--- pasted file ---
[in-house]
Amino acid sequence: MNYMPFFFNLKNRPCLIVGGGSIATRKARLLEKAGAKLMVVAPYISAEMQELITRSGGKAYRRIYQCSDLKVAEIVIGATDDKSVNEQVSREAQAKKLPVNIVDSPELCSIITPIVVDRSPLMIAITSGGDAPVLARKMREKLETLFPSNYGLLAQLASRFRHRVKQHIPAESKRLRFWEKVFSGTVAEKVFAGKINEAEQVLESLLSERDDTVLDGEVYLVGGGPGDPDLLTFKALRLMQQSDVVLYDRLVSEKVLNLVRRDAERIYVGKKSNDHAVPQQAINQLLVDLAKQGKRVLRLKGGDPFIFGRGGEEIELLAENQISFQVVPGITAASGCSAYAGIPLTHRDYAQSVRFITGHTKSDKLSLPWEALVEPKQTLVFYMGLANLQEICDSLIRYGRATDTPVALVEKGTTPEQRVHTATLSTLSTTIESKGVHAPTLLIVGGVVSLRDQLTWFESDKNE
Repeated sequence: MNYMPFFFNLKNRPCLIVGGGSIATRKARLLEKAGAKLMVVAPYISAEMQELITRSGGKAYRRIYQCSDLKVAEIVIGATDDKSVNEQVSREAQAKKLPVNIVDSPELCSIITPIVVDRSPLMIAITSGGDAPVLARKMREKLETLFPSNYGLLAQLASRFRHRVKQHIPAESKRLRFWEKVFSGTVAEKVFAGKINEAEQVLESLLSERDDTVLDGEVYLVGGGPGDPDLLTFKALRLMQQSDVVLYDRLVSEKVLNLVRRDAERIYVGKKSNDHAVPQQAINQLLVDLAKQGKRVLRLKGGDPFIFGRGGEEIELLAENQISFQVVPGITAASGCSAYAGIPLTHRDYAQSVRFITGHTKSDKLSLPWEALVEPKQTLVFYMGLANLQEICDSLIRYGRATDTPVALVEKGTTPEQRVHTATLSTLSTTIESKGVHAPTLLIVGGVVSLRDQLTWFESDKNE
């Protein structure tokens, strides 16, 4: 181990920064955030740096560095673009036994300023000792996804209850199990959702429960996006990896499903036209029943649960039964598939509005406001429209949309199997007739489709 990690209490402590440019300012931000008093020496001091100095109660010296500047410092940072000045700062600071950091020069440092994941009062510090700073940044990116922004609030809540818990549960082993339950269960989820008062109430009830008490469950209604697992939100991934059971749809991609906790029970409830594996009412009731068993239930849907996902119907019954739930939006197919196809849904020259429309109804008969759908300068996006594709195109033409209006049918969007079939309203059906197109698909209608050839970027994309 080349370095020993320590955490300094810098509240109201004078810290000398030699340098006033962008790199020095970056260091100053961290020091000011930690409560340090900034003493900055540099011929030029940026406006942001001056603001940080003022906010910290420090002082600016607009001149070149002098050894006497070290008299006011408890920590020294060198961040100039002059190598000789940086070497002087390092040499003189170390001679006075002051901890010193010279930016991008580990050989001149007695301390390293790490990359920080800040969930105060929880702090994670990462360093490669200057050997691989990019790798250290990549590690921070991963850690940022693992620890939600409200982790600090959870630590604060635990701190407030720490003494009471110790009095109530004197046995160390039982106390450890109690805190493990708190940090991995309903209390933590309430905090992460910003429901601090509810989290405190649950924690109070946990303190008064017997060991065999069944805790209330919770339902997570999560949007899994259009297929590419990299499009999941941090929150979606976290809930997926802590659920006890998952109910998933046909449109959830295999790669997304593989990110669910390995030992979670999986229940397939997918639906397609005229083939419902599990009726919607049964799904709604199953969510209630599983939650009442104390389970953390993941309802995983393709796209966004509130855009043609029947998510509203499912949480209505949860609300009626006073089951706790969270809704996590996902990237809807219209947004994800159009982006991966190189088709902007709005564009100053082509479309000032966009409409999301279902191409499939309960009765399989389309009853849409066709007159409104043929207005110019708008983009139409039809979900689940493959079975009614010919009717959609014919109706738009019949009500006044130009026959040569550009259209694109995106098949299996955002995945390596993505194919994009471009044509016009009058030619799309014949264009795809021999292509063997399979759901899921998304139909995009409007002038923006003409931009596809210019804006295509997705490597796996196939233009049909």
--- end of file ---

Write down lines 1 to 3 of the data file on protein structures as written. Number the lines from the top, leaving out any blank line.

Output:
[in-house]
Amino acid sequence: MNYMPFFFNLKNRPCLIVGGGSIATRKARLLEKAGAKLMVVAPYISAEMQELITRSGGKAYRRIYQCSDLKVAEIVIGATDDKSVNEQVSREAQAKKLPVNIVDSPELCSIITPIVVDRSPLMIAITSGGDAPVLARKMREKLETLFPSNYGLLAQLASRFRHRVKQHIPAESKRLRFWEKVFSGTVAEKVFAGKINEAEQVLESLLSERDDTVLDGEVYLVGGGPGDPDLLTFKALRLMQQSDVVLYDRLVSEKVLNLVRRDAERIYVGKKSNDHAVPQQAINQLLVDLAKQGKRVLRLKGGDPFIFGRGGEEIELLAENQISFQVVPGITAASGCSAYAGIPLTHRDYAQSVRFITGHTKSDKLSLPWEALVEPKQTLVFYMGLANLQEICDSLIRYGRATDTPVALVEKGTTPEQRVHTATLSTLSTTIESKGVHAPTLLIVGGVVSLRDQLTWFESDKNE
Repeated sequence: MNYMPFFFNLKNRPCLIVGGGSIATRKARLLEKAGAKLMVVAPYISAEMQELITRSGGKAYRRIYQCSDLKVAEIVIGATDDKSVNEQVSREAQAKKLPVNIVDSPELCSIITPIVVDRSPLMIAITSGGDAPVLARKMREKLETLFPSNYGLLAQLASRFRHRVKQHIPAESKRLRFWEKVFSGTVAEKVFAGKINEAEQVLESLLSERDDTVLDGEVYLVGGGPGDPDLLTFKALRLMQQSDVVLYDRLVSEKVLNLVRRDAERIYVGKKSNDHAVPQQAINQLLVDLAKQGKRVLRLKGGDPFIFGRGGEEIELLAENQISFQVVPGITAASGCSAYAGIPLTHRDYAQSVRFITGHTKSDKLSLPWEALVEPKQTLVFYMGLANLQEICDSLIRYGRATDTPVALVEKGTTPEQRVHTATLSTLSTTIESKGVHAPTLLIVGGVVSLRDQLTWFESDKNE